Rigged Financial Markets: Is Bitcoin Next After The Likes Of Precious Metals (Gold, Silver), Forex And Interest Rates History
A World Of Rigging – Banks Have Rigged The Likes Of Precious Metals (Gold, Silver) Along With Foreign Exchanges And Interest Rates – But Is Bitcoin Next up?
While traders, financial experts, and institutions have spent a good number of years complaining. A coalition of these has managed to levy a lawsuit against the banks, which took place in 2014, under the accusation last that banks were responsible for the artificial rigging the prices of Gold and Silver over approximately a decade-spanning 2004 and 2013.
According to a report provided by Reuters back in 2016, Deutsche Bank, along with financial misconduct, has also agreed to a legal settlement on account of violating US Antitrust laws.
Deutsche Bank AG has since agreed to pay approximately $60 million to settle a private anti-trust litigation by traders among other investors who accused the German bank of conspiring to manipulate gold prices at their expense” as Reuter’s reported back in 2016.
Highlighting in another report by Reuters later in the same year, banks have been working to systemically manipulate the market of precious metals, including silver –
“Investors accuses the likes of Deutsche Bank, HSBC as well as Scotiabank if abusing their power as three of the world’s largest silver bullion banks to dictate the price of silver through a secret, once a day meeting known as the ‘silver fix.’”
Deutsche Bank, along with paying the settlement costs related to violations of antitrust laws relating to fixing of gold prices. The company has since settled this in a similar way, but there was more trouble to come for the likes of these banking firms. It was discovered shortly thereafter that banks were becoming engrossed in an internal culture of interest rate rigging as well.
The effectively means that these banks have been working to unnaturally manipulate the underlying value of sovereign currencies, which worked to peak intrigue surrounding the new controversies further onward. Shortly after this discovery, news broke regarding the allegedly politically agnostic financial institution – The Bank of England.
“It has since emerged that the Bank of England’s senior foreign exchange-traded has been sacked amid an investigation into what the central bank knew about foreign exchange manipulation.”
The Bank of England’s outgoing Governor – Mark Carney stated that Martin Mallett had not been dismissed due to the Lord Grabiner Report, which served to single out Mallett for direct criticism in this controversy. But this sacking also related to other breaches of conduct and which emerged in this investigation.
The six banks, with the exception of the Bank of America, were fined a total of £1.1 billion by the British Financial Conduct Authority [FCA], and $1.5 billion [£933 million] by the United States Commodities and Futures Trading Commission (CFTC) as of yesterday morning. At the same time, the Swiss Financial Markets Supervisory Authority also announced a 134 million Swiss Franc (£88 million) fine on the UBS.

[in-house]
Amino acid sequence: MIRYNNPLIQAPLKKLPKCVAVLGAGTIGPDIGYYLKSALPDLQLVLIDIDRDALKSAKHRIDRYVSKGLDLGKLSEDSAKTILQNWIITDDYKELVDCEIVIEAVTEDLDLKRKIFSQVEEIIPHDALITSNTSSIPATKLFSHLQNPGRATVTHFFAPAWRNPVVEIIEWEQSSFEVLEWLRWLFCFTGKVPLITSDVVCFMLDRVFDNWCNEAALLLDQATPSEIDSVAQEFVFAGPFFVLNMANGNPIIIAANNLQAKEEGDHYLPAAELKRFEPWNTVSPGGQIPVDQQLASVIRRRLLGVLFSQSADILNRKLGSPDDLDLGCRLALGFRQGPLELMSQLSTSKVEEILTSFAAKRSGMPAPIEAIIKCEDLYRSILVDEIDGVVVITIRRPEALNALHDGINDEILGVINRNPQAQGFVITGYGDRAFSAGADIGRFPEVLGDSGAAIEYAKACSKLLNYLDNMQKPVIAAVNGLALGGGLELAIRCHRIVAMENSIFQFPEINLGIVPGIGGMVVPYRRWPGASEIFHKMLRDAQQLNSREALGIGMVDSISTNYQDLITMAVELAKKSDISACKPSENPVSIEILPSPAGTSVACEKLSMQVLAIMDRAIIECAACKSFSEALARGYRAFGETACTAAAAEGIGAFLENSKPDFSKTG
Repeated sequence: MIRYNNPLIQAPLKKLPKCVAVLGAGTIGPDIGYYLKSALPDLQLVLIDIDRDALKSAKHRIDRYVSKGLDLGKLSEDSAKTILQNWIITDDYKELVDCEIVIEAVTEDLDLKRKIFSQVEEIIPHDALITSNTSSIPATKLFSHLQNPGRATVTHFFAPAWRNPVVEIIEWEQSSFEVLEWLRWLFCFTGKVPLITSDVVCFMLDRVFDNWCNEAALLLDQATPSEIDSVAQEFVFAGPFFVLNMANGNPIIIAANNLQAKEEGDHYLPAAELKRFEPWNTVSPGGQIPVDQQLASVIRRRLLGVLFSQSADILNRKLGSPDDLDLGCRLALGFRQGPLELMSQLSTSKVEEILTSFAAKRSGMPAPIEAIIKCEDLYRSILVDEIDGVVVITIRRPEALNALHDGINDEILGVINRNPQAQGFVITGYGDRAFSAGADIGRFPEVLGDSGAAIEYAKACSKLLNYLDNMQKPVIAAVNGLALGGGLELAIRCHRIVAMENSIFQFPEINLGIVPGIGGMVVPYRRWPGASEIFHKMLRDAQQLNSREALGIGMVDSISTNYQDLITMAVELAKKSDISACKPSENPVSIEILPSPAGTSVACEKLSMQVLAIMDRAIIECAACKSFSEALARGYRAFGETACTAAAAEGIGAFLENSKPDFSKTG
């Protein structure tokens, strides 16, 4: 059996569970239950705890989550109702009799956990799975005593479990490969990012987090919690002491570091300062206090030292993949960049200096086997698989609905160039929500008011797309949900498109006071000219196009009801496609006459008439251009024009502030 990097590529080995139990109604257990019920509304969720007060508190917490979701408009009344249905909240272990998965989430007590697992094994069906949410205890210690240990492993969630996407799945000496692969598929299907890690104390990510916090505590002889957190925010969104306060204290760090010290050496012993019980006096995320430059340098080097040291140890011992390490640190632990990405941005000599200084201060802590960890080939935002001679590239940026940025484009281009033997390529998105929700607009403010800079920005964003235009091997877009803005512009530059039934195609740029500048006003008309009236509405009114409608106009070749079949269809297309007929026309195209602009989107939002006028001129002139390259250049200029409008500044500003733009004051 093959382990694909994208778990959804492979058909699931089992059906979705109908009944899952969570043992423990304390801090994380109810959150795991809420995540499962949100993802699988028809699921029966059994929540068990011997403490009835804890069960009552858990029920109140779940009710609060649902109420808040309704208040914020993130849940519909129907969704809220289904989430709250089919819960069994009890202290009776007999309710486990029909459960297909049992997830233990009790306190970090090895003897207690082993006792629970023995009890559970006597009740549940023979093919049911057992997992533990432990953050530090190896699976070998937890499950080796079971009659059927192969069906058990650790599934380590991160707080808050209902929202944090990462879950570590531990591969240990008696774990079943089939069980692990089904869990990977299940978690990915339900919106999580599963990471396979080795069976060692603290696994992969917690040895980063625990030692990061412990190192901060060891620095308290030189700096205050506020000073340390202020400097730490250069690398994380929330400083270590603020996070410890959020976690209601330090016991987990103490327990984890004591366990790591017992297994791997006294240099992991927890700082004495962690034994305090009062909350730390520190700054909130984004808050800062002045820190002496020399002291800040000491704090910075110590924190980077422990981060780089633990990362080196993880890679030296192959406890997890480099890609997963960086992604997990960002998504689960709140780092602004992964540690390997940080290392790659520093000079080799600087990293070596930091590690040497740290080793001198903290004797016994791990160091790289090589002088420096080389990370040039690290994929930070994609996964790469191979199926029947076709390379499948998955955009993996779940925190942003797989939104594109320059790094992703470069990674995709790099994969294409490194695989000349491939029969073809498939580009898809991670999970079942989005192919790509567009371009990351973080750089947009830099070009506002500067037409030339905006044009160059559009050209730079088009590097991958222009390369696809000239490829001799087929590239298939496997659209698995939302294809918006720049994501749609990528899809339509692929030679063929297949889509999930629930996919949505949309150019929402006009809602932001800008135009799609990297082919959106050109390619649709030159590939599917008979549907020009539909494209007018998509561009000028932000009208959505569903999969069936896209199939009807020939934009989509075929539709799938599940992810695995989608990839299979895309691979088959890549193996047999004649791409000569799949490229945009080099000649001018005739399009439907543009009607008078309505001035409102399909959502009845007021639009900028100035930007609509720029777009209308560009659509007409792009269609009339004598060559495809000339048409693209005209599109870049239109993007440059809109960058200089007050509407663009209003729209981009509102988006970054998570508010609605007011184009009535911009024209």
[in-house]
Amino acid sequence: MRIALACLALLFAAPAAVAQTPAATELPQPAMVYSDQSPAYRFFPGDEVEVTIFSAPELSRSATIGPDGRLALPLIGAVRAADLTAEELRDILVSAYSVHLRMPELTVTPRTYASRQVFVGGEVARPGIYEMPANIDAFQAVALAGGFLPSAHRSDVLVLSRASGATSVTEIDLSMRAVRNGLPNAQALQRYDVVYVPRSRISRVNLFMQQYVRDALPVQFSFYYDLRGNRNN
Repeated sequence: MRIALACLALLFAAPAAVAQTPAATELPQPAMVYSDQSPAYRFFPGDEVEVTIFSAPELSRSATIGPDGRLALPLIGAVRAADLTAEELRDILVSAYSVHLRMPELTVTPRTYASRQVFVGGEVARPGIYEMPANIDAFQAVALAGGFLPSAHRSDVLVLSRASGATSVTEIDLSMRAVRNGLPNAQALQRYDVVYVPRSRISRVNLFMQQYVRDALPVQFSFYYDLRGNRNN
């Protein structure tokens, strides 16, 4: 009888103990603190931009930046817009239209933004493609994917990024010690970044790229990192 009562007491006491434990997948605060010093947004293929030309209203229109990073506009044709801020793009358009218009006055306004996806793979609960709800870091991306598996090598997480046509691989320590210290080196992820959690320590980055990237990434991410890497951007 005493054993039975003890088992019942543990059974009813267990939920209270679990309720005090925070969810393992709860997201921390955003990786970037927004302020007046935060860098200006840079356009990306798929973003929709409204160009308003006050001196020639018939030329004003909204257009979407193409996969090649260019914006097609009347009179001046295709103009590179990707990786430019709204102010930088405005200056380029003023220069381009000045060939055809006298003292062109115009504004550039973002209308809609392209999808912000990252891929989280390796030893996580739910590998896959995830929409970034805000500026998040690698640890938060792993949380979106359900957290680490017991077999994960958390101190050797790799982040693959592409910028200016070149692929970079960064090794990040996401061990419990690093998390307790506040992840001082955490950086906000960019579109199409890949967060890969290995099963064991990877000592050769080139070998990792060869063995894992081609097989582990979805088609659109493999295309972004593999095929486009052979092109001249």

Additionally, yesterday afternoon, the United States office of the State Comptroller of the Currency announced a further $950 million in fines placed upon Citibank, JP Morgan, and the Bank of America.
In total, the fines reached a peak of £2.74 billion. The banks themselves were not fined for currency manipulation, but rather for failing to manage staff.
According to the multiple reports by Reuters, these fines are in accordance with what these banks have been proven guilty of doing so far, it the value of nearly any assets traded in the stock market of Walk Street is imposed by banks through what we know as price fixing.
Walking into the venue for the meeting that fixes the world good price at N M Rothschild feels like stepping into another age before the screens and computer systems used by most markets were invented.
On two of the five tables sit old fashioned hand dial telephones, although these are more for show rather than deliberate use.
Rothschild’s representative, the chairman, sits at the central table which is surrounded by the four other shareholders in the market. Once independent brokers, they now represent Deutsche Bank, the Bank of Nova Scotia, HSBC and Societe Generale.
The chairman declares the opening price. The fix is set when each shareholder has lowered his union flag, signifying that a balance is achieved between the various buyers and sellers.
The meetings usually take around 15 minutes, although during the 1987 stock market crash – the first meeting lasted more than two hours.
The way that this system works is that these bankers meet each twice daily, either . through in-person meetings as a group or by conference calls and strike up a conversation like that they have x amount in precious metals, sovereign currencies like Dollars or Pounds Sterling, commodities, etc before specifying the kind of price. The other banker would then take steps to either agree or disagree to this price, and whatever the final agreed price is what is agreed to as the underlying price of gold for jewelry sellers, converters of gold or silver to cash along with a vast array of other traders internationally.
There have been more than enough opportunities for the manipulation of prices through this kind of infrastructure and has been more than proven through the aforementioned cases above. Now, however, they claim that this is a system that has since undergone some drastic reforms, meaning that this entire system is put to work in an entirely online format.